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The protests in Wisconsin illustrate the power of public sector labor unions. While union membership is down across the country, government workers are a huge exception. Many critics say public employee unions have used their clout to negotiate generous benefits, which they contend ought to be scaled back in the current fiscal crisis. Union officials say they're being scapegoated for the economy's problems. NPR's Jim Zarroli reports.

JIM ZARROLI: The public sector is one of the last bastions of strength for the labor movement - a little more than 9 percent of people who work for private employers belong to unions. Among state, local and federal employees, the number is more than 36 percent.

James Sherk is an analyst at the Heritage Foundation.

Mr. JAMES SHERK (Senior Policy Analyst, Heritage Foundation): Most union members now work in government. A majority of all union members are government employees.

ZARROLI: And that's true, even though many states, especially in the South, bar government workers from unionizing or restrict their bargaining power.

Nelson Lichtenstein, a professor of history at the University of California at Santa Barbara, says the strength of unions today is relative. He says union membership has fallen overall because so many manufacturing jobs have gone overseas.

Professor NELSON LICHTENSTEIN (History, University of California at Santa Barbara): In the public sector, well, it's quite different. You can't move the functions of the state of Wisconsin to China - they have to be there. The Department of Motor Vehicles pretty much has to be in the locality where it is.

ZARROLI: Because government unions have been able to maintain much of their power over the years, politicians have had to learn to coexist with them. In recent years, strikes have been rare. But the Heritage Foundation's James Sherk says in exchange governors and mayors have had to promise benefits that taxpayers couldn't afford.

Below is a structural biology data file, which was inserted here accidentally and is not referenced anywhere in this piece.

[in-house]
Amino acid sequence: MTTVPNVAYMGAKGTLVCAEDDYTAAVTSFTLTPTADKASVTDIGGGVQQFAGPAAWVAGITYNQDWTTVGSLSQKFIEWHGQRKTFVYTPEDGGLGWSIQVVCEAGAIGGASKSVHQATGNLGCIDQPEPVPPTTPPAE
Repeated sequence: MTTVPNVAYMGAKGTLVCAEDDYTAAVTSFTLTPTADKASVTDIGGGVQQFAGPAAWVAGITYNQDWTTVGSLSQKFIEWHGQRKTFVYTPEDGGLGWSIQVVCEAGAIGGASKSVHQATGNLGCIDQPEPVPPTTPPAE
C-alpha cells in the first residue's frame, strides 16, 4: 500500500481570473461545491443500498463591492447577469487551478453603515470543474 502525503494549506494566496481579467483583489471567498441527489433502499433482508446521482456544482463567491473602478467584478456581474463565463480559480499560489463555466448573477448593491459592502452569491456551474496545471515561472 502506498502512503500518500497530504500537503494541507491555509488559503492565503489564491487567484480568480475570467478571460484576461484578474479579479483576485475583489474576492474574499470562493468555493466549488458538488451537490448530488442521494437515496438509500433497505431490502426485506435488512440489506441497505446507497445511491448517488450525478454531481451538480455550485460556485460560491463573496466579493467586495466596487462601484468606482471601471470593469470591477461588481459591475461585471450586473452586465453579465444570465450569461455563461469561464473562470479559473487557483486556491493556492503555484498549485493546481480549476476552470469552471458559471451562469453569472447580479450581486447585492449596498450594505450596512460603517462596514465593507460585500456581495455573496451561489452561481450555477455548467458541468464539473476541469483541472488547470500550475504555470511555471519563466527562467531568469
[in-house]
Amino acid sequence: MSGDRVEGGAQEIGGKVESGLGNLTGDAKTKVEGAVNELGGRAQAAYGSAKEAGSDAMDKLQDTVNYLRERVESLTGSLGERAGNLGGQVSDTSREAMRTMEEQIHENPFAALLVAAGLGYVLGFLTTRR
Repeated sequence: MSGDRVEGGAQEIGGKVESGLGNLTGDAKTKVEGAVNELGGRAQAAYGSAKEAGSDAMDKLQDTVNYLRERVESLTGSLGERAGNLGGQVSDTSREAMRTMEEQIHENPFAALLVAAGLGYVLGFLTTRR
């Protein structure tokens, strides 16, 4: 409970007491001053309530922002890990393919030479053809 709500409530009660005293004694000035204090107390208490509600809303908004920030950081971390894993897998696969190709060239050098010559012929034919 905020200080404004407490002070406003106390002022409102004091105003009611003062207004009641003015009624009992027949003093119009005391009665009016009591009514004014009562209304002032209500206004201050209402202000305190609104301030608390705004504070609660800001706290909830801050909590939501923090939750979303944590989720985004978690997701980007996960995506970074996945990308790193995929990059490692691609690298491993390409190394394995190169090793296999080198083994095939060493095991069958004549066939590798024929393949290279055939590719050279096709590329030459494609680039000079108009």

Mr. SHERK: For decades, elected officials have kicked the can down the road and promised you generous benefits to retirement and after they leave office. Well, now we're at the end of the road and now, you know, the bill's coming due.

ZARROLI: Many union officials take issue with that. Art Pulaski of the California Labor Federation says government employees may get somewhat better benefits than those who work in the private sector but they earn a bit less, considering their education and skill levels and they have recently had to endure pay cuts and layoffs.

Mr. ART PULASKI (Chief Officer, California Labor Federation): I think it's very important not to blame public workers for the crisis that our cities and states face right now. All right? I think that you really need to look at what was the cause of the economic crisis that perpetrated, if you will, the mess that we're in now. And that really goes back to what happened on Wall Street.

ZARROLI: Still, labor officials acknowledge that resentment is building against them and they're watching the current problems in Wisconsin with some trepidation. Wisconsin was one of the first states to allow collective bargaining by government workers. Nelson Lichtenstein of UC Santa Barbara says that if Wisconsin succeeds in curtailing their bargaining power, it will send a strong message across the country.

Mr. LICHTENSTEIN: Unquestionably, if it happens in Wisconsin it'll be put on the agenda in Ohio, Pennsylvania, you know, every state where there is a collective bargain law for public employees and where there's a fiscal crisis.

ZARROLI: If that happens, many union leaders fear public sector unions could see their power erode just as it has throughout the labor movement as a whole.

Jim Zarroli, NPR News.

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